according to the Kalmbach Publishing Company, which
publishes magazines like Classic Toy Trains and Model
Railroader. But they are a powerful, imaginative lobby for
a version of American life that hasn't existed since the
late 1950's and early 60's, when the national railroads'
steam engines were retired, the interstate highways were
built, air travel became common and the great golden age of
locomotion and riding the rails rolled to a stop. 

Things were different then, a perception that will never
dim in the celluloid-window-lighted towns of O- and
HO-gauge trains. 

Mr. Roman said that in the wake of the events of September,
he expected his fanciful business to stumble. In fact,
clients put a rush on orders. Suppliers, like track makers
and switch makers, reported shortages. Lionel, the
102-year-old toy-train manufacturer that was acquired in
1995 by an investment group that includes Neil Young, the
rock singer, reported a 40 percent increase in sales in the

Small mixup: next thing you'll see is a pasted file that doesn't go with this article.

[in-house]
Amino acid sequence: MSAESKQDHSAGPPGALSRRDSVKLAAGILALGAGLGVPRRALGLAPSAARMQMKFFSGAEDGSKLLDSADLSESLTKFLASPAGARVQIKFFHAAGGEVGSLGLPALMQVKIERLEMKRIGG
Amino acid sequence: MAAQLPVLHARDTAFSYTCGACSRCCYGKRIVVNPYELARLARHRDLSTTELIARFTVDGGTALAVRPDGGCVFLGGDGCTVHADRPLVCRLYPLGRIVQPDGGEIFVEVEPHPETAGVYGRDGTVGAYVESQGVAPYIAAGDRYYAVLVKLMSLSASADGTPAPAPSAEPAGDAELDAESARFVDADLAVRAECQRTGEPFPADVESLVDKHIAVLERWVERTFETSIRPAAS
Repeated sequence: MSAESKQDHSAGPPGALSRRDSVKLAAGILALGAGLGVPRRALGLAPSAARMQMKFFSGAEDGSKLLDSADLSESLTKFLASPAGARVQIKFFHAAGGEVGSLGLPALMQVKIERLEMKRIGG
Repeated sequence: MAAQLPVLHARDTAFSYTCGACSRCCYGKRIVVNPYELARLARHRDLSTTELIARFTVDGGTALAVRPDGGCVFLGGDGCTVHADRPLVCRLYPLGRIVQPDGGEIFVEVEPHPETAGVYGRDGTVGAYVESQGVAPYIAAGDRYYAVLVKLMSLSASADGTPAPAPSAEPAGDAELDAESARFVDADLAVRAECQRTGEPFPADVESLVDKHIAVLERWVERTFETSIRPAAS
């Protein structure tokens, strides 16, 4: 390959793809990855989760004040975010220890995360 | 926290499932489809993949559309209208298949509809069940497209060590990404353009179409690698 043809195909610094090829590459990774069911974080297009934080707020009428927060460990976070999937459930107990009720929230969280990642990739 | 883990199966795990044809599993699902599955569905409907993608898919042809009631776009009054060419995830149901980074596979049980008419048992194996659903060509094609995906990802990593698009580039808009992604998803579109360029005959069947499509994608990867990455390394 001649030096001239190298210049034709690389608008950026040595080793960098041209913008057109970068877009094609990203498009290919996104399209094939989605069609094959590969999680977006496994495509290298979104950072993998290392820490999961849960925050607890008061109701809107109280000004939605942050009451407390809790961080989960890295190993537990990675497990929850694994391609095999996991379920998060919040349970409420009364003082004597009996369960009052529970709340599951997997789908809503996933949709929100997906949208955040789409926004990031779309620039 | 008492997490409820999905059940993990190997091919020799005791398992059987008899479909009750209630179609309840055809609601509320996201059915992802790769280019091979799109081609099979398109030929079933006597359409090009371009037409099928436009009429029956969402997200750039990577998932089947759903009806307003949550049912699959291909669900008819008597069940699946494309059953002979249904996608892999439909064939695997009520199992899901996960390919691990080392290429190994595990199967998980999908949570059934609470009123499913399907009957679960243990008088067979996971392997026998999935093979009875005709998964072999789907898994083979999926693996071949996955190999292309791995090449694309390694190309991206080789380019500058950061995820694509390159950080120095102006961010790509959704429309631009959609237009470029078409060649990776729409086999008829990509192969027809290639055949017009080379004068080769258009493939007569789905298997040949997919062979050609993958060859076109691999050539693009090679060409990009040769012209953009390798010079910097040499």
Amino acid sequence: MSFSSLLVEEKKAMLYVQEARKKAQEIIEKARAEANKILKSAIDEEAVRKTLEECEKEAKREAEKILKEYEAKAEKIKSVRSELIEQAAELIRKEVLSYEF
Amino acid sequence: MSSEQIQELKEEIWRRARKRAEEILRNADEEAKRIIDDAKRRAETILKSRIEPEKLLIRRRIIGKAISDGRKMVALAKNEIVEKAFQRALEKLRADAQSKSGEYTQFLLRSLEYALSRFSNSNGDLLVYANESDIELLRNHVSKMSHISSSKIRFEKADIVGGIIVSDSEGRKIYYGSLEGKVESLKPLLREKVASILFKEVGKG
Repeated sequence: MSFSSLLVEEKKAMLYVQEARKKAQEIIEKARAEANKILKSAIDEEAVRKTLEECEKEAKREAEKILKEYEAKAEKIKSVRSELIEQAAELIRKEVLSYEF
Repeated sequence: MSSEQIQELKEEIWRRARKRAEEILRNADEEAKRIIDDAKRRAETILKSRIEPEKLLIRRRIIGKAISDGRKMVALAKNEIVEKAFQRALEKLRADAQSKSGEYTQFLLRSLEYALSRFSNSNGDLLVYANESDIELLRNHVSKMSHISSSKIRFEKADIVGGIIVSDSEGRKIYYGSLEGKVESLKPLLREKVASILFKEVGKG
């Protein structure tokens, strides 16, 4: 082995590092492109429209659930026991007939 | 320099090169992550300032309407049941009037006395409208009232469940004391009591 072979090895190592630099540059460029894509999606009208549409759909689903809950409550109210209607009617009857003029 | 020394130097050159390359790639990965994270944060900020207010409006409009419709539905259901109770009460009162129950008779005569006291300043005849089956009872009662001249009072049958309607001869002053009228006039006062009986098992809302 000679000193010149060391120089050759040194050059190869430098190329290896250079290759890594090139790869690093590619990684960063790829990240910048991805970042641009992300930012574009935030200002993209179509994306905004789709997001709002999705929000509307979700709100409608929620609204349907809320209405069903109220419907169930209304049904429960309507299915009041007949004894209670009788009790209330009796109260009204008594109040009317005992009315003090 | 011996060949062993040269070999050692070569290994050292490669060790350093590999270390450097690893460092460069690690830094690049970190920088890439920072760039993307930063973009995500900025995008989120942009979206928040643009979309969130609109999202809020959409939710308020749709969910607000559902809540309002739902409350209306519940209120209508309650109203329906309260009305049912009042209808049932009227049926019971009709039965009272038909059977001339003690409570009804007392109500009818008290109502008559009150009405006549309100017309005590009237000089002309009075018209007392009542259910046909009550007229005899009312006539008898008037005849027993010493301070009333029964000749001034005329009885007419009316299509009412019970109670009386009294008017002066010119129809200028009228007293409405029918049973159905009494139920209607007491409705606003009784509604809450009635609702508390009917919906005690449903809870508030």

last six months. 

"Guys wanted their trains," said Mr. Roman, who has no
clients that are women. "They can go into their train rooms
and close the door, and the world is under control." It is
now predominantly an adult's hobby, a fact the industry is
recognizing and catering to with reissues and collectibles,
and events like the Train Collectors Association meet in
York, Penn., on April 19 and 20. 

The most popular era recreated in hobbyists' layouts is the
1950's, the era during which the romance of the railroads
disappeared like a mighty cloud of steam into the air, and
with it the familiar landscape of America. 

Ray and Charles Eames, the designers, made a homage to
trains using toys in 1957. "Toccata for Toy Trains" is a
14-minute film of a trip through town and country with
music by Elmer Bernstein, inspired by the filmmaker Billy
Wilder's gift of a toy locomotive to Charles Eames. 

"Railroads built the towns, as they moved inland from the
coasts," said Thomas H. Garver, the author of "The Last